Health professionals working with Aboriginal and Torres Strait Islander peoples demonstrate varying capacity to provide culturally-safe care for Aboriginal and Torres Strait Islander peoples. Universities need to provide training that equips graduates with the necessary knowledge, attitudes and skills to authentically respond to the strengths and needs of Aboriginal and Torres Strait Islander peoples. In 2010, The University of Queensland (UQ) and the Institute for Urban Indigenous Health (IUIH)—a regional Aboriginal Community Controlled Health Service—developed a strategic initiative and formed a partnership to address the need for an Indigenous health education and workforce development program that would appropriately educate future healthcare workers to provide culturally-safe services for Aboriginal and Torres Strait Islander peoples. The Faculties of Health and Behavioural Sciences and Medicine at UQ partnered with academic staff from the UQ Poche Centre for Indigenous Health, the Aboriginal and Torres Strait Islander Studies Unit and IUIH, to develop and deliver culturally-safe and strengths-based curricula in medicine, nursing, allied health and public health university education programs. Teaching practices foster experiential, situated and transformative learning environments and provide opportunities for students to actively interact and partner with Aboriginal and Torres Strait Islander peoples, in the classroom and through inter-professional work-integrated learning opportunities.




BEL Student Employability Team

Rhea Jain, Ken Lai, Ashil Ranpara, Carlene Kirvan, John Walsh, Jacqueline Niblett, Ryan Webb, Linda McConnell, Jo Williams, Debbie Hathaway

Category: Student experiences and learning support services

The Faculty of Business, Economics and Law’s Student Employability Team (BELSET) at the University of Queensland (UQ) offers a service specialising in the delivery of employability programs to Business, Economics and Law (BEL) students. To create game-changing graduates through employability development, industry partnerships, experiences, stakeholder engagement and excellence, BELSET is distinctive from general careers units and Work Integrated Learning models because of its coherent Employability Framework which purposefully engages students from pre-enrolment to post-graduation. In supporting students’ diverse needs, BELSET’s nationally recognised and multiple award-winning suite of programs, activities and initiatives foster experiential, collaborative, applied and perpetual learning experiences which are delivered by internal and external experts strategically focused on narrowing the gap between academia, student expectations and industry needs. BELSET combines a dedicated employability centre with a team of professionals that have over 100 years of combined industry experience in Human Resource (HR) management, commercial recruitment and hiring who can offer real insights into what prospective employers are looking for in their graduates, now and in the future.



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National AAUT Citations for Outstanding Contributions to Student Learning

2019/20 Citations

Associate Professor Rowland Cobbold
School of Veterinary Science

For engaging students in the classroom through Dialogue Education and learning large-scale curriculum change in Veterinary Public Health for over 15 years.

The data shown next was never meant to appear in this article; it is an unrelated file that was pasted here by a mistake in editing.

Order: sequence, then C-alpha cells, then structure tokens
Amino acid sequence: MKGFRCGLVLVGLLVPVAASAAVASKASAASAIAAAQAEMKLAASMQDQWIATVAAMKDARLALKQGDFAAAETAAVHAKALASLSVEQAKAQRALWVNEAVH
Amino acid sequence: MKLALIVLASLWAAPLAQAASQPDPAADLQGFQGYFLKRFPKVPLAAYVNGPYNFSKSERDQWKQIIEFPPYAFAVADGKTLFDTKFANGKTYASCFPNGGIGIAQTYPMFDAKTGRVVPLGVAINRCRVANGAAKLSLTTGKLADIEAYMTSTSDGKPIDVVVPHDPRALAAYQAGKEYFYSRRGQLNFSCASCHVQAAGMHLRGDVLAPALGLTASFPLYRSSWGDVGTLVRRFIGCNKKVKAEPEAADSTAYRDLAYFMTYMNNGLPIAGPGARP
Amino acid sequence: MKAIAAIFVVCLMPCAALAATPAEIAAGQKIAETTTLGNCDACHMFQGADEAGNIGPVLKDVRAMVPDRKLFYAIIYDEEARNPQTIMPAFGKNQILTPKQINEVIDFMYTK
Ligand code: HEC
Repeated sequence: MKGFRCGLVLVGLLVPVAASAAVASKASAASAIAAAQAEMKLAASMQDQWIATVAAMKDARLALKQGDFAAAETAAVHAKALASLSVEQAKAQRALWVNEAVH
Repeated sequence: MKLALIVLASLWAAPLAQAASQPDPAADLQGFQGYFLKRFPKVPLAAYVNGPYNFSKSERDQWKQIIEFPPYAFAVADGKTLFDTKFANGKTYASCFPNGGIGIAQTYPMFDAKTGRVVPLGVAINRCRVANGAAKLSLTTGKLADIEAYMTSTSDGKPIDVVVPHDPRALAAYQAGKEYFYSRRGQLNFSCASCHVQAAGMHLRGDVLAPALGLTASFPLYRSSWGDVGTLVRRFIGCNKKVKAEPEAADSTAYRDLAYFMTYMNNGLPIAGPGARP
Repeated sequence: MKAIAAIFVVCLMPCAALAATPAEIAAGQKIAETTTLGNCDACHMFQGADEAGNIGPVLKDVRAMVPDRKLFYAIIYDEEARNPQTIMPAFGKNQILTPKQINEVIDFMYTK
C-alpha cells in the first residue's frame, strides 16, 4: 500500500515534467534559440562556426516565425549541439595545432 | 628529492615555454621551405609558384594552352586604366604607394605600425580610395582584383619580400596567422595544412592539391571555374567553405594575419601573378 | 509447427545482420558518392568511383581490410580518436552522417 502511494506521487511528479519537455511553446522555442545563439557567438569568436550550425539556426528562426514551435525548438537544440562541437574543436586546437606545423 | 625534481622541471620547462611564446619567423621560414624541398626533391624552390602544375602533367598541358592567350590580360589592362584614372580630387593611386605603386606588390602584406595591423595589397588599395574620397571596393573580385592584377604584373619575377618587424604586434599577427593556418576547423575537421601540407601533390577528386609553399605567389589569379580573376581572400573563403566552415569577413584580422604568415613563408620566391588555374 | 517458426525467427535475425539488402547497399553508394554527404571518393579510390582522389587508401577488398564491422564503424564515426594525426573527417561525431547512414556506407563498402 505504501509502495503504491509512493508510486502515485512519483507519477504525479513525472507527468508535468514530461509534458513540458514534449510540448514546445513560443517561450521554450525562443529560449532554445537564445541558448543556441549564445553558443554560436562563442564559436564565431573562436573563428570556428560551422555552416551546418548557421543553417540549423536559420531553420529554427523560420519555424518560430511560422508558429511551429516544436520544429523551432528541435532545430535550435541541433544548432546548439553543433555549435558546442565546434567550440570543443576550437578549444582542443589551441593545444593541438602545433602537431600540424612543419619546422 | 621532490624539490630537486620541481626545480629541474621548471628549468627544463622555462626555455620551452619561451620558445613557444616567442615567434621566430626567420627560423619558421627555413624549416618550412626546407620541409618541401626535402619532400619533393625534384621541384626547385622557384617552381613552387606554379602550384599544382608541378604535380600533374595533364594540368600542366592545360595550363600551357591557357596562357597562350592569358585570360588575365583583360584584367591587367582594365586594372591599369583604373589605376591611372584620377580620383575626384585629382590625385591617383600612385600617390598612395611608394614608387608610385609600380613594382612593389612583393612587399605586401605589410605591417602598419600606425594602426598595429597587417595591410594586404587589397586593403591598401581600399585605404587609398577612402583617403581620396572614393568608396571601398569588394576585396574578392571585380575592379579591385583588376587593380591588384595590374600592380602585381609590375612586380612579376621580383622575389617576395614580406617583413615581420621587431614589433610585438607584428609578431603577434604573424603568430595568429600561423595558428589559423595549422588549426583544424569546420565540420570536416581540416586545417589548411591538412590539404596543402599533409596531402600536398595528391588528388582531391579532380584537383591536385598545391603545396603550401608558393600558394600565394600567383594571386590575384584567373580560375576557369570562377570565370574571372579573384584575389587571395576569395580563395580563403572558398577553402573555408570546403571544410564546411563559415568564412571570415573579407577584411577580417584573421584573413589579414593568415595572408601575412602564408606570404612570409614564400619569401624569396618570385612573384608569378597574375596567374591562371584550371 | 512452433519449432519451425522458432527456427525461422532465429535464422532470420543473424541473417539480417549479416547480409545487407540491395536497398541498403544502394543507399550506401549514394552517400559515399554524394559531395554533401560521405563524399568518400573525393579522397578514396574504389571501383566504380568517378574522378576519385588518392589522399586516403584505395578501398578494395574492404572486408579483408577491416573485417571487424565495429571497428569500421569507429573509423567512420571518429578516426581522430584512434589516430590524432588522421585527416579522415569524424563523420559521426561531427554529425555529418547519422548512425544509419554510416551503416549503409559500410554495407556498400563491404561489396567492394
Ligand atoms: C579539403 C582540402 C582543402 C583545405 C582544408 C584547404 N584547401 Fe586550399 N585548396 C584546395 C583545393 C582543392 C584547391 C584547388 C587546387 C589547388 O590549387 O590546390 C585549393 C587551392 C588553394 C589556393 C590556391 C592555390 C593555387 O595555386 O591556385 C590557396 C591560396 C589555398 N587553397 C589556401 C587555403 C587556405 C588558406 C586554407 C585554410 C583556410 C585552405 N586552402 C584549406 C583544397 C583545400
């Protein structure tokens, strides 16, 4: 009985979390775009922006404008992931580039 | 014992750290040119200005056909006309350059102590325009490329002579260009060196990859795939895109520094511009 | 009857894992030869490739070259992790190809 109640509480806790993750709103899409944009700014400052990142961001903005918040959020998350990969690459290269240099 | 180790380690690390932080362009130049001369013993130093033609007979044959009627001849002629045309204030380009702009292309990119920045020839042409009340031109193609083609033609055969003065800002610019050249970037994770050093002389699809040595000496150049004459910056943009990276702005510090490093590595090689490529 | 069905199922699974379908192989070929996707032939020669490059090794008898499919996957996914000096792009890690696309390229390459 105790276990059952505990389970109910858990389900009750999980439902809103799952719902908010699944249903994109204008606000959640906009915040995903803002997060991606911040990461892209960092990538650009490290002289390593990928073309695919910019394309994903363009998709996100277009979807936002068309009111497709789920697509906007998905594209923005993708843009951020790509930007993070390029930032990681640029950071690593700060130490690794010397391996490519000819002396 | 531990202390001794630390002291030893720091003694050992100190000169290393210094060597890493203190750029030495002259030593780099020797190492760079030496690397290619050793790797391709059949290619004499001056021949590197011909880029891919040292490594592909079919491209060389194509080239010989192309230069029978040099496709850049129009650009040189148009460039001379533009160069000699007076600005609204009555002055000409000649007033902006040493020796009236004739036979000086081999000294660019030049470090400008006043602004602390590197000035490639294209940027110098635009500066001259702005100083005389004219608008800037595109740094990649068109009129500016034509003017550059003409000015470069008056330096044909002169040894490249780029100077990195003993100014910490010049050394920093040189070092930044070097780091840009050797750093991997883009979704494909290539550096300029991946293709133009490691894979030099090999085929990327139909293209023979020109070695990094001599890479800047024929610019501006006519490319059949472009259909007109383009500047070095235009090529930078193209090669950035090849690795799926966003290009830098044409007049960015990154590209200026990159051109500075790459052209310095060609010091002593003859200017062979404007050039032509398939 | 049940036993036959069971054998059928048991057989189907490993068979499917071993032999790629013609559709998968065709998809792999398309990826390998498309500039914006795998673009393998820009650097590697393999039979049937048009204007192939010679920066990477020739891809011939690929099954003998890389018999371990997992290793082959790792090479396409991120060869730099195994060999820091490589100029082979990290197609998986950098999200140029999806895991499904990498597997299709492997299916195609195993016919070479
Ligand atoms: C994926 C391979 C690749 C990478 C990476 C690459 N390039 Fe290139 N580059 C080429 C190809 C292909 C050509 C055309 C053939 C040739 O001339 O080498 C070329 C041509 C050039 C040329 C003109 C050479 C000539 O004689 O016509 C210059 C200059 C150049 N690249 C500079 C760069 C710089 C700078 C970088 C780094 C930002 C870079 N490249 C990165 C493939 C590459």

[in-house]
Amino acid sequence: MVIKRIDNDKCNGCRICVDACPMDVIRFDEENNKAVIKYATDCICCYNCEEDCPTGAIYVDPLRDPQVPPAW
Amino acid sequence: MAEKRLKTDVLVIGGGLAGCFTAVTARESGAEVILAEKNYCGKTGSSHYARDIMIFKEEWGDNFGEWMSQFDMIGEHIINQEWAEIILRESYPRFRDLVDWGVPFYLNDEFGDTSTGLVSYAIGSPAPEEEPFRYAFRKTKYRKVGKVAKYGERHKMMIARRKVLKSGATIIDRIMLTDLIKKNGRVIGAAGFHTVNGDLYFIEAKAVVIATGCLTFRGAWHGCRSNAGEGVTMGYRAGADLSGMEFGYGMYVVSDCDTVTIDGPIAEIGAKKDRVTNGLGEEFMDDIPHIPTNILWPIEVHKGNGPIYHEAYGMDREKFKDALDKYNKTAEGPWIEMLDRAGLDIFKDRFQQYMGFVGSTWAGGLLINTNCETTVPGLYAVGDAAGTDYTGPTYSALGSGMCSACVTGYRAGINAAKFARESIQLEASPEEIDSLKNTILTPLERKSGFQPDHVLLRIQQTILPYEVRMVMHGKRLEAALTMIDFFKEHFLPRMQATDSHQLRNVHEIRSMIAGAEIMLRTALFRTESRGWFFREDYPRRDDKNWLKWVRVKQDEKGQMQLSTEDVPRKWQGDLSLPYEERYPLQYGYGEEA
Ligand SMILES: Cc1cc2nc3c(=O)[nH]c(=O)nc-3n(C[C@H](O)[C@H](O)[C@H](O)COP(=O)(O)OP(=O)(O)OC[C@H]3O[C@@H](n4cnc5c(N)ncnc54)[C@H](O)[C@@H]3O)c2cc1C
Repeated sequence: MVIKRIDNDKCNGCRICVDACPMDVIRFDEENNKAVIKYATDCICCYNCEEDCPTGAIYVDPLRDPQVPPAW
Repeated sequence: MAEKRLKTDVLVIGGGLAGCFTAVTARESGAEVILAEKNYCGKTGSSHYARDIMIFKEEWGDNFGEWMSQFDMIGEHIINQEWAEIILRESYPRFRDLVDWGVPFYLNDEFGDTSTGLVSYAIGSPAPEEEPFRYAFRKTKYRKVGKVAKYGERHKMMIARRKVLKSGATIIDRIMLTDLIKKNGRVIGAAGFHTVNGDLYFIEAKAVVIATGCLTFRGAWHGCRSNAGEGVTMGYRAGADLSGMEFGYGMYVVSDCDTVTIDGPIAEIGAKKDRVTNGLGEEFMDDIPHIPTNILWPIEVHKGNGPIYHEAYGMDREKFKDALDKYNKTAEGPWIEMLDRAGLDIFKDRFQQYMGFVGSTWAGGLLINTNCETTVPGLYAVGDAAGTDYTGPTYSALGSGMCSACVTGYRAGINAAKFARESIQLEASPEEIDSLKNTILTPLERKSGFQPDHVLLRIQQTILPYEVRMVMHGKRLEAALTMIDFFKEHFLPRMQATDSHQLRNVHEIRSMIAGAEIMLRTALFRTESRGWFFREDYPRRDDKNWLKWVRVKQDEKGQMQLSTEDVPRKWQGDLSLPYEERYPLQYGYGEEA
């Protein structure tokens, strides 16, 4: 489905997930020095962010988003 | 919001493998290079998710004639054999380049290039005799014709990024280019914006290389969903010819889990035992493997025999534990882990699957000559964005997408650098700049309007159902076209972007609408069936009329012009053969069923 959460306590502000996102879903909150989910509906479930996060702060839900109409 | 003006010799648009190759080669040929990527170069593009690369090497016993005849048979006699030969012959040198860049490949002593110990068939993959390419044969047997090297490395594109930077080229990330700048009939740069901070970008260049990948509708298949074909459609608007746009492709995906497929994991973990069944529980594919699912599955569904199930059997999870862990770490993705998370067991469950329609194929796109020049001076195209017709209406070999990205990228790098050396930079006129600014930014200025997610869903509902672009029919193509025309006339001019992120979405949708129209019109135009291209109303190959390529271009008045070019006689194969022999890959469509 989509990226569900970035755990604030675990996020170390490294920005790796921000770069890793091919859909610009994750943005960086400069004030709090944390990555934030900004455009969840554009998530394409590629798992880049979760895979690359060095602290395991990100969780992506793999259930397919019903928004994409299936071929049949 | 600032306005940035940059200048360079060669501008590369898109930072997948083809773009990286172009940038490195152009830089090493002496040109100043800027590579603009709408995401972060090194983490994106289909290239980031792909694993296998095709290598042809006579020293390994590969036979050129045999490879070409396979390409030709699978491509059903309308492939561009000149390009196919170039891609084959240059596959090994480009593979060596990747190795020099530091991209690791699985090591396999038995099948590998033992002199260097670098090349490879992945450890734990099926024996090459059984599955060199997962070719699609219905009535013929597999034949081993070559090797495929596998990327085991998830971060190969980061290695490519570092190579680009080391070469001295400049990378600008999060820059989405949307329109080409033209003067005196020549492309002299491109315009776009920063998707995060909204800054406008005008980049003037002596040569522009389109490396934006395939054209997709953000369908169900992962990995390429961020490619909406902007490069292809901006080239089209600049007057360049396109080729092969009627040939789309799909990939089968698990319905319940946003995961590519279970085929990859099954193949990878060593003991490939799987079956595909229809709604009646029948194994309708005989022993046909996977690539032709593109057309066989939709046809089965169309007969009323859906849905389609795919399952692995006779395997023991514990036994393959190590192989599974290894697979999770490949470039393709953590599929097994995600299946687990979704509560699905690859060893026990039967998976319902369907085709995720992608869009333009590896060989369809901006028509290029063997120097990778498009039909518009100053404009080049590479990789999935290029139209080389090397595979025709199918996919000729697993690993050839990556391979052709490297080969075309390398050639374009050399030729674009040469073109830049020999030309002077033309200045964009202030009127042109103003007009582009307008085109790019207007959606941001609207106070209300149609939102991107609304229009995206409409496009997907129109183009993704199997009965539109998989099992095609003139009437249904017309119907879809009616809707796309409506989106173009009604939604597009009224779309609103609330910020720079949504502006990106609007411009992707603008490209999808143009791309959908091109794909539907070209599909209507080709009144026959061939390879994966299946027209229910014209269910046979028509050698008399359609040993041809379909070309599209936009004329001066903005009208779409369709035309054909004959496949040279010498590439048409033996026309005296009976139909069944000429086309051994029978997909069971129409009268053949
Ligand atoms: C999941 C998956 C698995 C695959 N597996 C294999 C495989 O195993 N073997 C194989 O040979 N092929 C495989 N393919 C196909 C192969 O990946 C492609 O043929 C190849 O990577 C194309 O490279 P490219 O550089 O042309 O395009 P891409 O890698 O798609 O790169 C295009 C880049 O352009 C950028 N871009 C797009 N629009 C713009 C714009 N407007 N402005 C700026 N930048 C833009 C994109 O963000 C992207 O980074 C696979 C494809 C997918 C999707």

Dr Christopher Leonardi
School of Mechanical and Mining Engineering

For promoting promoting "experience-based" learning of mining engineering, without digging up the classroom floor, through the use of virtual reality technology and industry best-practice.

Associate Professor Paul Harpur
TC Beirne School of Law

For outstanding leadership in translating disability strategy into a vision of ability equality and core university business.                            

Dr Lynda Shevellar
School of Social Science

For developing community in the Community Development classroom: Supporting diverse, non-traditional, and international students through community-centred learning approaches.

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Other awards

Besides the Australian Awards for University Teaching (AAUT), other national awards have been recognising and rewarding the work of our excellent teachers:

Australian Financial Review (AFR) Higher Education Awards

2019 Winner – Learning Experience

The UQ Physiotherapy Standardised Patients Program

School of Health and Rehabilitation Sciences

Team: Dr Allison Mandrusiak (lead), Katrina Williams, Dr Roma Forbes

Read more



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Reimagine Education Awards

2018 Best University – Employer Partnership Gold Award Winner

UQ BEL Student Employability Team: Getting Students SET for their future

Faculty of Business, Economics and Law

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Business Higher Education Round Table (BHERT) Awards

2018 Award for Outstanding Collaboration in Higher Education and Training

Indigenous Health Education and Workforce Development

The University of Queensland - The Institute for Urban Indigenous Health

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edX Prizes

2019 Finalist, Exceptional Contributions in Online Teaching and Learning

Leading high performing teams / Business leadership MicroMasters Program

UQ Business School

Team: Dr Terrance Fitzsimmons, Associate Professor Bernard McKenna, Associate Professor Tyler G. Okimoto, Richard O’Quinn

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2018 Winner, Exceptional Contributions in Online Teaching and Learning

The Psychology of Criminal Justice MOOC

School of Psychology

Team: Associate Professor Blake McKimmie, Professor Barbara Masser, Professor Mark Horswill

Read more